The twenty-four houses of Laburnum Court were designed when the Bryans decided to subdivide most of the Laburnum property. The larger neighborhood, known as Laburnum Park, was built mostly in the 1920s and early 1930s, with many homes designed by Charles M. Robinson. The block named Laburnum Court was an experiment in alternative housing. The twenty-four houses and lots were sold separately, but each owner became a shareholder in the corporation that owned and managed the common property in the center of the block, much like a modern condominium complex. The houses were built with only minor variations on the same floor plan and have five basic exterior elevations, which also vary slightly. The exteriors employ the popular styles of the period, including Mediterranean, Dutch Colonial, and Craftsman. The plans of the houses support a modern lifestyle, with kitchens that were meant to be used by housewives instead of servants. They even included an early dishwasher that looked like a butter churn on its side. The name “court” refers to the private, commonly owned area in the center of the block. Garages are located on alleys, and the western end includes a central heating plant, an apartment for the “furnace man,” and maids' rooms.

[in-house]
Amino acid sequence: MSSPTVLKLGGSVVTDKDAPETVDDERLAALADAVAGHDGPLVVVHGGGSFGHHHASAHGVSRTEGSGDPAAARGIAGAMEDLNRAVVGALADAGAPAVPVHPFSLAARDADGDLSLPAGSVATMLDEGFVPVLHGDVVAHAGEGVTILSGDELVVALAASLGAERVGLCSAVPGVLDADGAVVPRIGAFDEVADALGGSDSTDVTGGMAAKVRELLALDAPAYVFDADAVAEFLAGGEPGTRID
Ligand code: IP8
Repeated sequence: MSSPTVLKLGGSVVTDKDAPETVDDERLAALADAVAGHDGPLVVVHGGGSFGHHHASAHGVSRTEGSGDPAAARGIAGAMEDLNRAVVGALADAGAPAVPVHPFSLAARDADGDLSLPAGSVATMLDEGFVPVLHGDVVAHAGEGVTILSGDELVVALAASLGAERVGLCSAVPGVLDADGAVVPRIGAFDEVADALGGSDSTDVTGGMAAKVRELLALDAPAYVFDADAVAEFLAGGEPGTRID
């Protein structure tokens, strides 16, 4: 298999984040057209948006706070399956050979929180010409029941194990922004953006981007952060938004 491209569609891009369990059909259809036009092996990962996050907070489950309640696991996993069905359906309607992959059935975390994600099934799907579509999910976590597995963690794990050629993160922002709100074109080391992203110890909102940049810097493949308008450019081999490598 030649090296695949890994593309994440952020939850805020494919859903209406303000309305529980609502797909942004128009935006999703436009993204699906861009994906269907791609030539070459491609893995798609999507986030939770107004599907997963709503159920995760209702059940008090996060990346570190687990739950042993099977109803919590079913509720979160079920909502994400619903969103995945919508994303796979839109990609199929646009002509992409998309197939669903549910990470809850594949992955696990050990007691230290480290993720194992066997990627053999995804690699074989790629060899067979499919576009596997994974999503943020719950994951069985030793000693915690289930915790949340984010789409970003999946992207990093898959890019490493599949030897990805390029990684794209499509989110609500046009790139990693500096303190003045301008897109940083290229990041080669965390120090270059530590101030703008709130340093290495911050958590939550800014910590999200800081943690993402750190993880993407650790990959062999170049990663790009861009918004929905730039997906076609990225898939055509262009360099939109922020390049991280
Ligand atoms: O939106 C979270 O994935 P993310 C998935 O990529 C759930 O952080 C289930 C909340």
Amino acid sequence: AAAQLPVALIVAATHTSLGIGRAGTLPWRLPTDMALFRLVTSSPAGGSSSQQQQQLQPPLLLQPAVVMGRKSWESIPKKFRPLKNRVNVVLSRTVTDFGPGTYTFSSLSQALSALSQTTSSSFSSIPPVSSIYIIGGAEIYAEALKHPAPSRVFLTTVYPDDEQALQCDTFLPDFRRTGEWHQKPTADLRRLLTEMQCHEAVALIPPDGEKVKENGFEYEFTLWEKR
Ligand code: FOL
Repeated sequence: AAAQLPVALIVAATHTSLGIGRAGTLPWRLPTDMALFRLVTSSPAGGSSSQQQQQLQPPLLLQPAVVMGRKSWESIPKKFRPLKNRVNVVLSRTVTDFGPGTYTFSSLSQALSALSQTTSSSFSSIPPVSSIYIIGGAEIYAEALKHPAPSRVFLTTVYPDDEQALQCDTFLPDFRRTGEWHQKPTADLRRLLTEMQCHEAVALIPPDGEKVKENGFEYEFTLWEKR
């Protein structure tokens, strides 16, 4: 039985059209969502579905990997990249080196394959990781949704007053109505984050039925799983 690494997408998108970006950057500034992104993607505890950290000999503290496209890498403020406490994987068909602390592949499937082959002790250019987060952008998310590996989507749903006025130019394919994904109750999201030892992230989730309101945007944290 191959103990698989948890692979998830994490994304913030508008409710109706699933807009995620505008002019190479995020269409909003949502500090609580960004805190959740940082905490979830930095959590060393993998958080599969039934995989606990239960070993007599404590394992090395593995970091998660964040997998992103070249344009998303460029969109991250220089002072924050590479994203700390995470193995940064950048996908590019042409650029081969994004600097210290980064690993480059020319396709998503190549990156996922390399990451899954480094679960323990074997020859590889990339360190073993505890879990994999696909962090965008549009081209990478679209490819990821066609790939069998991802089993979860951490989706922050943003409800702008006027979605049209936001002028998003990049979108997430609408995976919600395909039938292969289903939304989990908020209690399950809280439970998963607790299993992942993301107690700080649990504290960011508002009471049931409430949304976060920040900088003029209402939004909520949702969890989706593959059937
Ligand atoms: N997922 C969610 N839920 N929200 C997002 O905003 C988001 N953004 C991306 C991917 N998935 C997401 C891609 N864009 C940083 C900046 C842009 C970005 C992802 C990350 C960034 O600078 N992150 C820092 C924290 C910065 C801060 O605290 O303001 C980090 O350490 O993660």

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1919, Charles M. Robinson; Charles Gillette, landscape design. Bounded by Gloucester and Chatham roads and Westwood and Palmyra avenues
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